I’ve been entertaining myself in the studio with one of my new toys. After making color test strips, I decided to do some playing around with the Glassline paints I got for Christmas.
One of the points of confusion that I see a lot is questions about ‘slumping’ bottles. The confusion comes in because when you melt a bottle flat, you are firing it to a full fuse, not a slump. When you fire a bottle to the lower slump temperature, it will collapse, but not flatten fully.
So, why is this important? Well, for our experiment today, we are using one FUSED bottle, and one ‘raw’ bottle.
and, of course, Glassline Paints:
So, the plan is, add design elements with the paint to both bottles and then fire both bottles to a full fuse and see which one we like better.
Now, adding paint to a round bottle is a little trickier, but not by much. First, place the clean bottle on a flat surface and let it roll until it stays steady. Then, keep the side that is up, up.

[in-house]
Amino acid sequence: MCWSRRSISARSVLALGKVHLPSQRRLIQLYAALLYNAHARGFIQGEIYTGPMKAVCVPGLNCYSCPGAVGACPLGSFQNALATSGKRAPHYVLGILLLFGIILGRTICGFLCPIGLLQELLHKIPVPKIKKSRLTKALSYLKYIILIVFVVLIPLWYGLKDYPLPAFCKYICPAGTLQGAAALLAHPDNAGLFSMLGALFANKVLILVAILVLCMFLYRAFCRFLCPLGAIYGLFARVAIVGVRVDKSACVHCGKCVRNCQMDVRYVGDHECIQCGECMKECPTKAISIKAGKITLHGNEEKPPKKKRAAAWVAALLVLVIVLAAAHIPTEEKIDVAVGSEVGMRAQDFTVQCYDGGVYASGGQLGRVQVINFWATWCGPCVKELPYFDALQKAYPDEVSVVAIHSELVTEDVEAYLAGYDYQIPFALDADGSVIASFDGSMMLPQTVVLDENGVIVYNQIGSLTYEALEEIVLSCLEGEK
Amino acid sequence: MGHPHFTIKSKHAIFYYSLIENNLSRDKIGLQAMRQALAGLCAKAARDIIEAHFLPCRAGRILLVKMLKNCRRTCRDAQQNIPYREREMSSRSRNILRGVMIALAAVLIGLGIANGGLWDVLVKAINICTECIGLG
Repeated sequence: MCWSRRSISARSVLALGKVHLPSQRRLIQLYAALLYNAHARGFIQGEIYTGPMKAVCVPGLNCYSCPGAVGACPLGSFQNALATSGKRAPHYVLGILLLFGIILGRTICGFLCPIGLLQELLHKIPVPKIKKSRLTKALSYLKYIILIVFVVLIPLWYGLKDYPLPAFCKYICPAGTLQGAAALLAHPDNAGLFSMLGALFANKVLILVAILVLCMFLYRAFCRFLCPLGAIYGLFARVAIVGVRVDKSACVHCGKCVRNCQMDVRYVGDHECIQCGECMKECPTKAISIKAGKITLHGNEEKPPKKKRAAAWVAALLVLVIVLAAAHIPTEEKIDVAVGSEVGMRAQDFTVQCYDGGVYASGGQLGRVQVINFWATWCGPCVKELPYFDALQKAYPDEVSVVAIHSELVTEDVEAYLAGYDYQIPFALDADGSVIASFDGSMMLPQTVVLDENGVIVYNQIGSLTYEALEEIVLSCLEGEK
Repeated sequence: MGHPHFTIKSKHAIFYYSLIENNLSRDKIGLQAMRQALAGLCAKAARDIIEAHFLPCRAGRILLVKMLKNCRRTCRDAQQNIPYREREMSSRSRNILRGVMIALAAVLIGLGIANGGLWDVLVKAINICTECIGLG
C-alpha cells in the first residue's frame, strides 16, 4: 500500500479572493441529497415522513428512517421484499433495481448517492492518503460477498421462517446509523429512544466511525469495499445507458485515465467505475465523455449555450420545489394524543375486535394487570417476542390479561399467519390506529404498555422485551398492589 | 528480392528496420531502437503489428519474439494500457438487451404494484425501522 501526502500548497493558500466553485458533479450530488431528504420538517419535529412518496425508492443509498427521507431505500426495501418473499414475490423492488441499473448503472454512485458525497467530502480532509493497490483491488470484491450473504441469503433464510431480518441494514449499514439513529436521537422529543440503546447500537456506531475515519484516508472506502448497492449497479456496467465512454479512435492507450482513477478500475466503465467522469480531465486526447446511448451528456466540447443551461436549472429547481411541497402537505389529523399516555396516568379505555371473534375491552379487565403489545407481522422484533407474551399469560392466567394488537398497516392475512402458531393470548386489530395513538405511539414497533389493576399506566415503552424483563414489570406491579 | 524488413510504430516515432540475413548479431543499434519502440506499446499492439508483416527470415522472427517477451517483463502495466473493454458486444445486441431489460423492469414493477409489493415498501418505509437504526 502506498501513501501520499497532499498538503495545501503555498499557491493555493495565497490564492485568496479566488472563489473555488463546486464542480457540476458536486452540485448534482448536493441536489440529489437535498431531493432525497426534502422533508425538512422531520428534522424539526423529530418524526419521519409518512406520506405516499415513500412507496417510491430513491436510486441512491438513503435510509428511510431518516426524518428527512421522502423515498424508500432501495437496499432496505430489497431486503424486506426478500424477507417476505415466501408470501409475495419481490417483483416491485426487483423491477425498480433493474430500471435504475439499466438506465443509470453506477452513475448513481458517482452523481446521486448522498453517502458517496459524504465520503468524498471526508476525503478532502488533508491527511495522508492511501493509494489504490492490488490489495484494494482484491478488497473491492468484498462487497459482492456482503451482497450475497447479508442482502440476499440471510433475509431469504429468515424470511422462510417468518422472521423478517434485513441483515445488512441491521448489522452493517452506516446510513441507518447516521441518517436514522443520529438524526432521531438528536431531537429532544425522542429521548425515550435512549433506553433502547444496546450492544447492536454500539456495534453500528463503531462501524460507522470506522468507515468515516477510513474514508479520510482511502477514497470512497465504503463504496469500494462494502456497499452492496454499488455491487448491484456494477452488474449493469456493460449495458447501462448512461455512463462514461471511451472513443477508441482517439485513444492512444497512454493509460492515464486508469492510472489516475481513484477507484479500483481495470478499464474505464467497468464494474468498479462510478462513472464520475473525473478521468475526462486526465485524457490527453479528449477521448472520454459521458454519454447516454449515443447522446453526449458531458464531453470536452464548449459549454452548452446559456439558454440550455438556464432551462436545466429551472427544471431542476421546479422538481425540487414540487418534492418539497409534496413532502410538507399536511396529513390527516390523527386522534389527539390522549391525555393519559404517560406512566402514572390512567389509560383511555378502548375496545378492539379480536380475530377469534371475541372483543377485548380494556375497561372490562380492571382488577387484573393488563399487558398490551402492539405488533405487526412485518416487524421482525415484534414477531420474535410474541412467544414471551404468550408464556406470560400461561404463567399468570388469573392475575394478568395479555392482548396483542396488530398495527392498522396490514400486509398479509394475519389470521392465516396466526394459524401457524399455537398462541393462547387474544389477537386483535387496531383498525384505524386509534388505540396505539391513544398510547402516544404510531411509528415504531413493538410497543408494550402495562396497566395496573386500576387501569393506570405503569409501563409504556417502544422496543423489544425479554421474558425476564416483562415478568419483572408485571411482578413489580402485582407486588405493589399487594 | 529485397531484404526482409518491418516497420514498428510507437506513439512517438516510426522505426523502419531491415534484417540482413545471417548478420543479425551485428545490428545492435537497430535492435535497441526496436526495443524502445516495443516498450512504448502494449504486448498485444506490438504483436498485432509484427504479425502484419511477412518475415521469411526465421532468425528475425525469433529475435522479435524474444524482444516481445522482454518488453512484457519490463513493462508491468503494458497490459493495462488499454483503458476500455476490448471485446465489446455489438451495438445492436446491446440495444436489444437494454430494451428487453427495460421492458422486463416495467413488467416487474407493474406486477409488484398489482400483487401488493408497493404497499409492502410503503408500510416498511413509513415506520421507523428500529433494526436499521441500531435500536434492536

Then, carefully, since the paint is wet, put both bottles into the kiln. If your bottle has a tendency to roll in the kiln, you can put a tiny piece of fiber paper under one side to keep it from rolling. Fire to a full fuse using the standard fuse schedule, or one that works well for you.
And, here we are back to talking about fusing vs. slumping of bottles. The bottle on the right has now been fired to a full fuse twice. You can see it does not look spectacular. I find it’s best to try and combine steps to eliminate additional firings if possible. For example, adding the Glassline paint to an unfired bottle!
Detail of the twice fired bottle:
Detail of the once fired bottle:
I am loving the Glassline Paints though, expect to see more tutorials featuring them in the future.